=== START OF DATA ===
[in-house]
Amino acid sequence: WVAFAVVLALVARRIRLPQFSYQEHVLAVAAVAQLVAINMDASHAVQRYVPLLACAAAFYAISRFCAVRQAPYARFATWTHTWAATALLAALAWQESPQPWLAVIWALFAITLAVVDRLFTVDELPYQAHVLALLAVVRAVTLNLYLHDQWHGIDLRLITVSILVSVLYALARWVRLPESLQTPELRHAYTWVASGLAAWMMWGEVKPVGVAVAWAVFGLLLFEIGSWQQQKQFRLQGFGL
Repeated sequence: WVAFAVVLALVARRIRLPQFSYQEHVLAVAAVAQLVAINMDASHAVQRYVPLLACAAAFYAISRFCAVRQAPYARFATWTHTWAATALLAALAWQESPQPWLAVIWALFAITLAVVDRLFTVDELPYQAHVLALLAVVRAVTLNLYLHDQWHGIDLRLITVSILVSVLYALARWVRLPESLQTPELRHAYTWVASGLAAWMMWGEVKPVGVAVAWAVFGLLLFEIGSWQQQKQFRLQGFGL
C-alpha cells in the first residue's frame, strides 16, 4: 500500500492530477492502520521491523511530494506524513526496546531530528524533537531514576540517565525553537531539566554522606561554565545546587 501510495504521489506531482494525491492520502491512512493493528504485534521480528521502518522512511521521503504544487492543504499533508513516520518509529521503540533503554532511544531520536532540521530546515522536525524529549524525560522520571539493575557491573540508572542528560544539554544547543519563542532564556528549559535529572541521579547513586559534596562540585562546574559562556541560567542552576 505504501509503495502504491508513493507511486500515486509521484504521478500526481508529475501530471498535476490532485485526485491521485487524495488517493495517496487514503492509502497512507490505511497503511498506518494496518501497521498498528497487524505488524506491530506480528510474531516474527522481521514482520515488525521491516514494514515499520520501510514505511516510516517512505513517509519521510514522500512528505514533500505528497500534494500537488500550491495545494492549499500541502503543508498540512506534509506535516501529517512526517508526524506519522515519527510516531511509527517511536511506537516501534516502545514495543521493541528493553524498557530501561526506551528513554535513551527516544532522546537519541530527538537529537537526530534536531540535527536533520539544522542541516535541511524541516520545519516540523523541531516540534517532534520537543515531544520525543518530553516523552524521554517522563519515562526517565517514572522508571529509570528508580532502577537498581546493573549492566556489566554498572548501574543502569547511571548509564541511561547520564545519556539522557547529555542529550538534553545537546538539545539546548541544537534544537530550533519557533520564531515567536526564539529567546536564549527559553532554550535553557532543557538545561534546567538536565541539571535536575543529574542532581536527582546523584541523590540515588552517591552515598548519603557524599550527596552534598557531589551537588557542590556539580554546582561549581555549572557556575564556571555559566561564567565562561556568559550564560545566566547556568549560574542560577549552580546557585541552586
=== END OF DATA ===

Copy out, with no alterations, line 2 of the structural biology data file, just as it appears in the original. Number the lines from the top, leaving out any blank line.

Amino acid sequence: WVAFAVVLALVARRIRLPQFSYQEHVLAVAAVAQLVAINMDASHAVQRYVPLLACAAAFYAISRFCAVRQAPYARFATWTHTWAATALLAALAWQESPQPWLAVIWALFAITLAVVDRLFTVDELPYQAHVLALLAVVRAVTLNLYLHDQWHGIDLRLITVSILVSVLYALARWVRLPESLQTPELRHAYTWVASGLAAWMMWGEVKPVGVAVAWAVFGLLLFEIGSWQQQKQFRLQGFGL